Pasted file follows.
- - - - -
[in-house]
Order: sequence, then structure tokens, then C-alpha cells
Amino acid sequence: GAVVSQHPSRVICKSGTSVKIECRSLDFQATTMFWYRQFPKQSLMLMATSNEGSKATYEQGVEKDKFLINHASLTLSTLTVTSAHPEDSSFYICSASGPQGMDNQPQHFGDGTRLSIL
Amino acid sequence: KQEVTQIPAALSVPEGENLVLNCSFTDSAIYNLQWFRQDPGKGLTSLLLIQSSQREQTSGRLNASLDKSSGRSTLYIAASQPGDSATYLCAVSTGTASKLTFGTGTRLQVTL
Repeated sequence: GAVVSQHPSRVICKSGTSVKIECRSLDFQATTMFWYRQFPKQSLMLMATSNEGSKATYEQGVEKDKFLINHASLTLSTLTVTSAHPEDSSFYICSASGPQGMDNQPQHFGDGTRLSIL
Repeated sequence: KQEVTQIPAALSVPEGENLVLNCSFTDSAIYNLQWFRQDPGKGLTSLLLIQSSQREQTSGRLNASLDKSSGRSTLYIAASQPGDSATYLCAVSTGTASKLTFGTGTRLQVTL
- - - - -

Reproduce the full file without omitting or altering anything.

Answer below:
[in-house]
Order: sequence, then structure tokens, then C-alpha cells
Amino acid sequence: GAVVSQHPSRVICKSGTSVKIECRSLDFQATTMFWYRQFPKQSLMLMATSNEGSKATYEQGVEKDKFLINHASLTLSTLTVTSAHPEDSSFYICSASGPQGMDNQPQHFGDGTRLSIL
Amino acid sequence: KQEVTQIPAALSVPEGENLVLNCSFTDSAIYNLQWFRQDPGKGLTSLLLIQSSQREQTSGRLNASLDKSSGRSTLYIAASQPGDSATYLCAVSTGTASKLTFGTGTRLQVTL
Repeated sequence: GAVVSQHPSRVICKSGTSVKIECRSLDFQATTMFWYRQFPKQSLMLMATSNEGSKATYEQGVEKDKFLINHASLTLSTLTVTSAHPEDSSFYICSASGPQGMDNQPQHFGDGTRLSIL
Repeated sequence: KQEVTQIPAALSVPEGENLVLNCSFTDSAIYNLQWFRQDPGKGLTSLLLIQSSQREQTSGRLNASLDKSSGRSTLYIAASQPGDSATYLCAVSTGTASKLTFGTGTRLQVTL